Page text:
Welcome to The Game Shelf!

After getting into the board game hobby at the end of 2014, we've decided to share our thoughts on the games we're collecting on our shelves. The collection has certainly expanded over the last few years and we've been making up for lost time!

Sometimes our opinions differ, so Amy will be posting reviews every Tuesday and Fi will post on Thursdays. We hope you enjoy reading some of our opinions on board games - especially those for two players.

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Thursday, 28 January 2016

Thoughts from the Yellow Meeple:- T.I.M.E. Stories

GameT.I.M.E. Stories

ManufacturerSpace Cowboys
Designer: Peggy Chassenete & Mamuel Rozoy


 T.I.M.E. Stories has been one of the most highly rated and most talked about releases of 2015, but also one of the more controversial since each scenario can only really be played once. I was very wary of buying this game since although £25 for 3 hours entertainment for 4 people isn’t that bad compared to most forms of entertainment, it is pretty high compared to most board games. Also, if I enjoyed it I would feel the need to buy an expansion every 3 months and also to take up valuable shelf real estate for a game that will only hit the table infrequently. Fortunately I was able to persuade the Broken Meeple to play his copy with us and I was super excited for a unique, one-off gaming experience. Here is the Yellow Meeple’s SPOILER FREE review.

In T.I.M.E. Stories, you are a group of up to four time travellers who are sent to a period of time on a mission. You only have a limited amount of time to complete your mission before you will be pulled back to the present day. If you don’t complete your mission in the first run, you can be sent back to the same time again to have another chance and hopefully you will be more efficient on your second time through because you’ve already explored and memorised certain key locations or facts.

The case included in the base game is the Asylum – you are transported back in time to a French lunatic asylum where funny things are going on. You appear in this asylum within the body of one of the patients. It’s your choice what patient you choose to be and each have potential special abilities or ‘issues’. The game then plays out in a series of rooms which are comprised of a set of cards. The artwork on the cards is fantastic and evokes the setting as well as including various people or objects which you may interact with. On a turn each player chooses one of the cards to flip, read and resolve if necessary. Flipping cards and undertaking other actions all costs time. Some cards might be deliberately misleading and simply there to waste time, others might involve skill checks or mean that you find different objects, for example clues or objects which may be useful in other rooms later in the game.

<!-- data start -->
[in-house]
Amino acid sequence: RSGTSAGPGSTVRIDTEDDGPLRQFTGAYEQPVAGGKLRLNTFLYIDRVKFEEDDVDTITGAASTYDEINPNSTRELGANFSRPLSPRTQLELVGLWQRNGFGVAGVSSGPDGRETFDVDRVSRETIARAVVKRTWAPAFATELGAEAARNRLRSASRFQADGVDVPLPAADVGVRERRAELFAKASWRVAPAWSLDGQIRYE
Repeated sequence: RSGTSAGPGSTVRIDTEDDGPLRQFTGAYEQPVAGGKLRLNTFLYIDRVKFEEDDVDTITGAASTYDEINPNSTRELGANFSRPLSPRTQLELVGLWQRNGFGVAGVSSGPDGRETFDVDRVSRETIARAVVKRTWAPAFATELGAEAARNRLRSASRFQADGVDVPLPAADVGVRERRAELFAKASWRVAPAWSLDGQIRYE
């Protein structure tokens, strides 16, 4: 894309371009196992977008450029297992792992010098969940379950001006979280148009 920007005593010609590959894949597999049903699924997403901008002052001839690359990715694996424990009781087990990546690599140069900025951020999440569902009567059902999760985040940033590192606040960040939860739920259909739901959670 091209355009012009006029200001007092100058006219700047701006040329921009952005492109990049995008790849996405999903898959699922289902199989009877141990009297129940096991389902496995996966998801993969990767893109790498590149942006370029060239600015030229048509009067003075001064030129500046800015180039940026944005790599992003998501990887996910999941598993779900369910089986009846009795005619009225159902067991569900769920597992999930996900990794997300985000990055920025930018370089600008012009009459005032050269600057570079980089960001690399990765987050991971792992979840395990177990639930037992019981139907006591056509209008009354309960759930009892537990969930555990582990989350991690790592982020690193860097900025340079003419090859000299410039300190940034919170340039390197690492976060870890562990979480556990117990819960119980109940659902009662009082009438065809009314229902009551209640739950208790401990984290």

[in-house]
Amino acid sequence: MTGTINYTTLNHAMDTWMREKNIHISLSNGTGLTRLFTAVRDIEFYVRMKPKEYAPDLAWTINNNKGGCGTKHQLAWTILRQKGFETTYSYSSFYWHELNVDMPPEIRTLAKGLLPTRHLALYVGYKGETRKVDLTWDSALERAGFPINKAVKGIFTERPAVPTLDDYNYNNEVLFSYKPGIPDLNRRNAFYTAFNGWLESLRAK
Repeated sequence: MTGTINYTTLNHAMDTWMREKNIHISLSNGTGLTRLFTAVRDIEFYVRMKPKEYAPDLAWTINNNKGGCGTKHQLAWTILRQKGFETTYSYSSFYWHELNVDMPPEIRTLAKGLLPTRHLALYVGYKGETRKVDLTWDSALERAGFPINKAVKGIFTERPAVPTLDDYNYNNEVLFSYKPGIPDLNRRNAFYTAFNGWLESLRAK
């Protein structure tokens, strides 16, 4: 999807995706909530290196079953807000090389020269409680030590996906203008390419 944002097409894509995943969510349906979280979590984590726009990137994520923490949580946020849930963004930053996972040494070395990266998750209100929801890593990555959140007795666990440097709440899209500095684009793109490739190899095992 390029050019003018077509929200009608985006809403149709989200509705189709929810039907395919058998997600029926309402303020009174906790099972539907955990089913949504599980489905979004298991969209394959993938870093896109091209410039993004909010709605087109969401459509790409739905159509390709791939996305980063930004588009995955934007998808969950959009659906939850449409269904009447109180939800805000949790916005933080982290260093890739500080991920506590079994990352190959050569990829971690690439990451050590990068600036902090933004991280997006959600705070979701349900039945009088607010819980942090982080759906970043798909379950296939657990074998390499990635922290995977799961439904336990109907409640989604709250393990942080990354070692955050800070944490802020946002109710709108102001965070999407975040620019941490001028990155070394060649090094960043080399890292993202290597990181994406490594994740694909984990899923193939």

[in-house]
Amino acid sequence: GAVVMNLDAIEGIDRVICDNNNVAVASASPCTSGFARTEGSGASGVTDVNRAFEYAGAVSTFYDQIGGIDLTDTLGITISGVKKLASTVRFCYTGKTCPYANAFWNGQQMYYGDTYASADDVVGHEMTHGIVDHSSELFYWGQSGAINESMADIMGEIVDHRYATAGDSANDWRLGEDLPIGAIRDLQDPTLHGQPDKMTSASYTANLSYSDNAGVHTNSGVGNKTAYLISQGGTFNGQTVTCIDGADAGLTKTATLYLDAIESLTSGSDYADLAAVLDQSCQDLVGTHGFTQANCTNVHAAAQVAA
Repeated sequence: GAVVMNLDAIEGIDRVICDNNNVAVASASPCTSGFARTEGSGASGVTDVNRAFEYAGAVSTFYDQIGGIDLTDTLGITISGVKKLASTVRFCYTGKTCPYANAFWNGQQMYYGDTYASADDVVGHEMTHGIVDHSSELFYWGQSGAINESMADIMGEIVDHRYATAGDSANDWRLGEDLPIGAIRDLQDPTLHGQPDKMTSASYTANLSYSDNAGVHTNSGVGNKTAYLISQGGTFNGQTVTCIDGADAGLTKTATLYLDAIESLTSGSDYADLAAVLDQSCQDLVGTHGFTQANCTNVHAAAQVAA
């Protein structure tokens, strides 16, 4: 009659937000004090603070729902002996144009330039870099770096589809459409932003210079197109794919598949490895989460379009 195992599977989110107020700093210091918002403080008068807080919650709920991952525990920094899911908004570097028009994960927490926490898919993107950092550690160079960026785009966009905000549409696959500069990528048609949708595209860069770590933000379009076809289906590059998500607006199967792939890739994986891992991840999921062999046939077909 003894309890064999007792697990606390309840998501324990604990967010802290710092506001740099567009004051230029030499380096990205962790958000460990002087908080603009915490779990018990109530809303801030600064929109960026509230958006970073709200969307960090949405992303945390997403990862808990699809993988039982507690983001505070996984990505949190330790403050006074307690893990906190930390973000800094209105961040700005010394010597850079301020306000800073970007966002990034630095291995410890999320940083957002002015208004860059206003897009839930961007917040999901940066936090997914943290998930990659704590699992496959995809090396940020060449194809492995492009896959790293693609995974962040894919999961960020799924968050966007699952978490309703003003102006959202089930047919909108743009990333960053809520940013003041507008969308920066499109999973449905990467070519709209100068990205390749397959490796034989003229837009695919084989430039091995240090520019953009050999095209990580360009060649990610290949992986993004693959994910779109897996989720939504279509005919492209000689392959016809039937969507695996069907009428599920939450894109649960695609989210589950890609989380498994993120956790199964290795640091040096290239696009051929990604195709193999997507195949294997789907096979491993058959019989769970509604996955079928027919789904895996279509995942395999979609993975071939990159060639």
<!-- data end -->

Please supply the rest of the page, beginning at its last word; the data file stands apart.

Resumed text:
The components, including dice for skill tests, tokens to mark your stats and different 'keys' to new locations.
As a whole, the game is a puzzle, but at the same time logic alone may not lead you to the victorious path. There are certain points in the game which simply require gut instinct and although we made all of the correct decisions in our game I can see that if we’d approached the rooms in a different order we might not have gained the same thematic suspicions surrounding the plot and therefore we might have made fatal decisions resulting in a failure. I assume that people who fail simply start the game over, but I imagine that the second play through just isn’t as thematic because you already know some of the plot, some of the cards and might be able to undertake the whole story more efficiently with less surprises.

T.I.M.E. Stories was a truly immersive and memorable experience and very different to most co-operative games I’ve ever played. Rather than being the kind of co-operative game where you are trying to minimise and mitigate risk as part of a puzzle that periodically throws spanners in the works (in games such as Pandemic and Flash Point: Fire Rescue), T.I.M.E. Stories is a very narrative game where the co-operative nature really is in the group decision making and also trusting that your friends are giving you all of the relevant information they have seen.

Between the three of us who played we definitely got £25 worth of enjoyment from T.I.M.E. Stories, but I’m still not 100% sure I’d tell everyone I know to buy it if they haven’t played it. I think there is a flaw in the model of this game because if I had a friend who wanted to play the game I’d simply recommend they borrow it for 3 hours – it’s just not a game I think everyone needs to own a copy of. However, I’d definitely recommend people try this game for the unique experience it gives – for a one of play (rather than a rating for a game to add to a collection) I’d have to give T.I.M.E. Stories 8/10.

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